It’s no stretch to claim that the greatest, most glorious eras in the annals of the human race arrived on the heels of Christian-motivated revivals and resurgences whereupon the evangelical truths of the Gospel were preached to the masses.  The Protestant reformation and the Puritan era are worthy examples.  The movement to make education and literacy an accessible option for all people arose out of Christianity.  It can certainly be said that slavery’s abolition can be traced back to the same impulse.  And when’s the last time you saw a huge, sprawling public medical complex named after Mohammad or Krishna?  Where are the Buddhist children’s clinics?  There aren’t any.  Just in my neck of the woods there’s a Baptist (Baylor), Methodist, St. Paul, and Presbyterian hospital that’ll treat anybody regardless of their nationality, race or religion.  The Christian apologist Ravi Zacharias often cites an article written a few years ago by a well-known confirmed atheist who’d spent time in the poorest, most squalid regions of Africa.  He begrudgingly had to admit the areas where improvements in the local population’s overall wellbeing were those where Christian missionaries had come in to help.  It wasn’t a U.N. or a Peace Corps contingent but groups of selfless, humble volunteers who brought along with their shovels the Gospel of Jesus Christ.  Chesterton once noted, “How can we say that the Church wishes to bring us back into the Dark Ages?  The Church was the only thing that ever brought us out of them.”  Fact is, when a person’s heart is put in the right place, they then proceed to try to put everything else in their life in the right place, as well.

 

Whether non-believers want to admit it or not, the bottom line is that nothing that’s ever been developed or initiated by humans has improved social conditions on the impressive scale that Christianity has.  Consider the words in the Declaration of Independence: “We hold these truths to be self-evident, that all men are created equal, that they are endowed by their Creator with certain unalienable Rights, that among these are Life, Liberty and the pursuit of Happiness.”  Only a country founded upon Judeo-Christian morals/traditions would’ve ever included that sentence in their mission statement.  Muslims doesn’t believe any of that.  Buddhists don’t believe any of that.  Hindus don’t believe any of that.  Only those brave men whose desire was to make the world a better place by taking the Bible’s teachings seriously dared propose that “all men are created equal.”  To deny the Christian religion had anything to do with the birth of democracy is ridiculous.  One must concede there’s something extraordinary about the Gospel of Jesus Christ.  Therefore His teachings about our heart problem must be given credence and heeded.  Nothing’s going to improve in this increasingly violent and dangerous world until everyone in it gives their life and will over to our Lord and Savior.  There’s no other cure for what ails mankind.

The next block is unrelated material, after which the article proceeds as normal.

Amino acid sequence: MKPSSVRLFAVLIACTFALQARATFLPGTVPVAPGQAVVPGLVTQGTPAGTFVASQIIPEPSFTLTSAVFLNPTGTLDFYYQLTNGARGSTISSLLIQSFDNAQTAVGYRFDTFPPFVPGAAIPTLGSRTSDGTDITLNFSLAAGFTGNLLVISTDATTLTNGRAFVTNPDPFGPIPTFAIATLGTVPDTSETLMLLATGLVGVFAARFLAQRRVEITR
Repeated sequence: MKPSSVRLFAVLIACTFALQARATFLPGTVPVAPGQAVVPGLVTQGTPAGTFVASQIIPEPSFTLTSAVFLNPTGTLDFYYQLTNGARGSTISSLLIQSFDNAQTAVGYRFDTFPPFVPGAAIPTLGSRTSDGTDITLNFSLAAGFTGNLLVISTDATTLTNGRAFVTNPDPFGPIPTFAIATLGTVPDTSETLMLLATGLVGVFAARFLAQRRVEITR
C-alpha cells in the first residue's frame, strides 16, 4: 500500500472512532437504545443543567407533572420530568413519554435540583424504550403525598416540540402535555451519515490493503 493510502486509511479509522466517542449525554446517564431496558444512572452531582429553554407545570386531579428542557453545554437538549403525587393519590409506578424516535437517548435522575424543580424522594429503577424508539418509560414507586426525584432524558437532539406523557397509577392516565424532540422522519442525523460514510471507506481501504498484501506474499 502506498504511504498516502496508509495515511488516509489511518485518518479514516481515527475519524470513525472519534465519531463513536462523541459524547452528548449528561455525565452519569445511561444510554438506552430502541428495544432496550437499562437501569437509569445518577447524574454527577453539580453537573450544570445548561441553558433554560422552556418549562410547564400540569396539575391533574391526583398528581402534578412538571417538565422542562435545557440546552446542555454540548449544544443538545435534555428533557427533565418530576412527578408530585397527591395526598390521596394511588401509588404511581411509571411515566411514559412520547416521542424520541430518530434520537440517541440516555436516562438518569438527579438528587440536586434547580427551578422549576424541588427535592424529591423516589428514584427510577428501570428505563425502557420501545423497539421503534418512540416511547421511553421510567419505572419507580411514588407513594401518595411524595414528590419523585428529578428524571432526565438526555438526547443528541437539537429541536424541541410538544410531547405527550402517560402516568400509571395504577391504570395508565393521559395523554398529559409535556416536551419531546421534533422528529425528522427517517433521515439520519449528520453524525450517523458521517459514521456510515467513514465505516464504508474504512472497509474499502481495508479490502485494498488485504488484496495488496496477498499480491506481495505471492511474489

People will say, “That’s your truth, but not mine.”  As if there could be more than one truth.  I could say 1+1=2 and they could insist 1+1=3 but we both can’t be right.  Yet they’ll claim that everyone has a right to determine their own truth.  That’s nuts!  Logically, one of us has to be wrong.  For truth, by its very nature, is exclusive.  I don’t trust myself enough to come up with my own truth.  But I can trust the One who created me and everything I see, touch, smell, taste and hear.  It’s His truth as presented in His Holy Word that I put my faith in, not a convenient man-made truth that accommodates my desires.  Thus I know there’s only one medicine for the troubled hearts that bedevil us – Jesus of Nazareth, the only begotten Son of God.  He came to earth because we’d all been rendered blind as bats by the despicable prince of this world.  Jesus made it possible for us to see clearly again.  By His sacrificial, atoning death and subsequent miraculous resurrection the stain of our sins and the guilt they instill in us have been eradicated.  In Him alone we can be granted a spiritual reboot, a new life and an amazing future.  When we gaze upon Christ we behold the face of our Heavenly Father and His brilliant, healing light will fill and satisfy us as nothing else can.  People can follow any God they choose but I’ve decided to follow the one who stated, I am the way, and the truth, and the life.  No one comes to the Father except through me (John 14:6) and then backed up His assertion by defeating death.

 

I’ve put my life in the hands of the one who said, I am the light of the world.  The one who follows me will never walk in darkness, but will have the light of life (John 8:12).  Only Jesus can reconcile me to God and mend my ruptured heart decimated by a lifetime of iniquity.  Though your sins have stained you like the color red, you can become white like snow; though they are as easy to see as the color scarlet, you can become white like wool (Isaiah 1:18).  All it took for me to be saved and have my heart turned “white as snow” was a single prayer in which I sincerely asked God to forgive me.  He did the rest.  My heart problem was solved in a nanosecond.  Yours and everyone else’s in the world can be fixed in a flash, too.  And then, together, we’ll outshine the sun.  For God, who said ‘Let light shine out of darkness,’ is the one who shined in our hearts to give us the light of the glorious knowledge of God in the face of Christ (2 Corinthians 4:6).  It’s there for the taking.

c